Delegation is one of the hardest skills for any leader to learn. Past experiences and internal blocks make it really difficult for some leaders to delegate tasks and projects to their team members…which ultimately causes their businesses to stall or have slower growth patterns. My company recently surveyed a group of our business coaching clients about why in their past they struggled with letting go and handing off responsibility to their teams. Here are some of the responses we got:
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I am sure many of you can relate to these statements. We have all had delegation go bad: A project never got completed, or it was done all wrong. Or they missed some of the key deliverables in the project and left you with a mess to clean up. And if it happens enough times, even the most experienced leader will start to shy away from trying to delegate high-level tasks, for fear of having to pick up the pieces after the fact.
So, what is a leader to do? The first thing is to have a bit of introspection. Think about a time that you delegated a task, and it went wrong. While at the time it might have been easier to lay blame on the employee that failed to deliver on the project, I want you to think about how you could personally own the results of that delegation. What could you have done differently? What could you have given or said to that employee to help them be more successful at the task at hand? What skills do you need to work on to make delegation more successful in the future?
Being in control is very appealing to a lot of business owners. But the cost of doing it all yourself is far too great. It limits your growth and could cause you to lose valuable employees over time. So, if you find yourself lacking delegation skills, the best thing you can do for yourself and your business is get clear on how to do it better, and then practice.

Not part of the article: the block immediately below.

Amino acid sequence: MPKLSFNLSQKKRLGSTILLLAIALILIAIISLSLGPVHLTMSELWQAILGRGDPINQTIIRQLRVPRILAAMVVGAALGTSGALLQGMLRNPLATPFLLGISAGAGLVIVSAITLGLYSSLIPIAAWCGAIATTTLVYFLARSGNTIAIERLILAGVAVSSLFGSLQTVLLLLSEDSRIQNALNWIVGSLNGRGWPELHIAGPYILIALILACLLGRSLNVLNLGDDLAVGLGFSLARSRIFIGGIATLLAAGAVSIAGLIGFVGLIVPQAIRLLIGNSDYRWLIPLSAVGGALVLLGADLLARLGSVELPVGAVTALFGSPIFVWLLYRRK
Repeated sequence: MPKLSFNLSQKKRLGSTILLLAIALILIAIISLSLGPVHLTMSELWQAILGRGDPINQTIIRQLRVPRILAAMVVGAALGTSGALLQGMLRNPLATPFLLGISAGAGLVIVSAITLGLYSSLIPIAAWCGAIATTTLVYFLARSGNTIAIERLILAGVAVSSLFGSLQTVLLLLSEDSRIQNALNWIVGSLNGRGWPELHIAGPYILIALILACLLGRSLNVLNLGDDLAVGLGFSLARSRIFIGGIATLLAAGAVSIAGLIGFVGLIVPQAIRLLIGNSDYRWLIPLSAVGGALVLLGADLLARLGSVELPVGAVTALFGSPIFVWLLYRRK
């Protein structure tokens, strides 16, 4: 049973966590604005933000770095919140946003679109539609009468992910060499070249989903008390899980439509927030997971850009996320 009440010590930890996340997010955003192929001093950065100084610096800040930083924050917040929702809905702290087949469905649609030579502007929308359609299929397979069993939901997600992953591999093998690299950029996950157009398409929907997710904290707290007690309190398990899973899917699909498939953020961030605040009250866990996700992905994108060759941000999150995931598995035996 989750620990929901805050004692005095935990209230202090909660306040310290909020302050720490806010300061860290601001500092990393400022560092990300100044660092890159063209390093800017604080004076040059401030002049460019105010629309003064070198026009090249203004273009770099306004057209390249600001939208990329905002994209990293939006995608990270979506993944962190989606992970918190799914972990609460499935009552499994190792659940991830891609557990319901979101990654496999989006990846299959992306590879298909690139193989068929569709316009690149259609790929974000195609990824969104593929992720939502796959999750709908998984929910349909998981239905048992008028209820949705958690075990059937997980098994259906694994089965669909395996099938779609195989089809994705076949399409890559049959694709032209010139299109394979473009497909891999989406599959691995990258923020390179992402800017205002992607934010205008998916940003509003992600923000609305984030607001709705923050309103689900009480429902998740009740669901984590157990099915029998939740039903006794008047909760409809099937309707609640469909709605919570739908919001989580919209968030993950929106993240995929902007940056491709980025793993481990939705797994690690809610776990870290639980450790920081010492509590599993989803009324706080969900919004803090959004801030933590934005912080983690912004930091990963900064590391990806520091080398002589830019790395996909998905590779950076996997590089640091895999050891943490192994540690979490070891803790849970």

Step 1. Have a clear idea of what exactly you need done. The more clear and concise you can be on this step, the higher the likelihood that your project will be completed to your specifications.
Step 2. Know who to ask and what you can realistically expect from them. Everyone on your team has certain competencies. Just like you wouldn’t ask your accountant to create a website for you, you can’t expect team members who lack the skills necessary to complete a task to do a good job without proper training and development. So knowing who will be able to execute a task well is vitally important.
Step 3. Have a clean handoff. Once you have identified the what and the who, it’s time to focus on the how. Be clear on when the project needs to be completed, as well as the standards you require. And lastly, don’t forget to be clear on how that team member will close the loop with you once the project is complete.
Delegation takes practice, and you won’t get it perfect right out of the gate. So keep trying. Evaluate yourself after every delegation, and try to identify things that you could do differently the next time around. Don’t give up–practice makes perfect!
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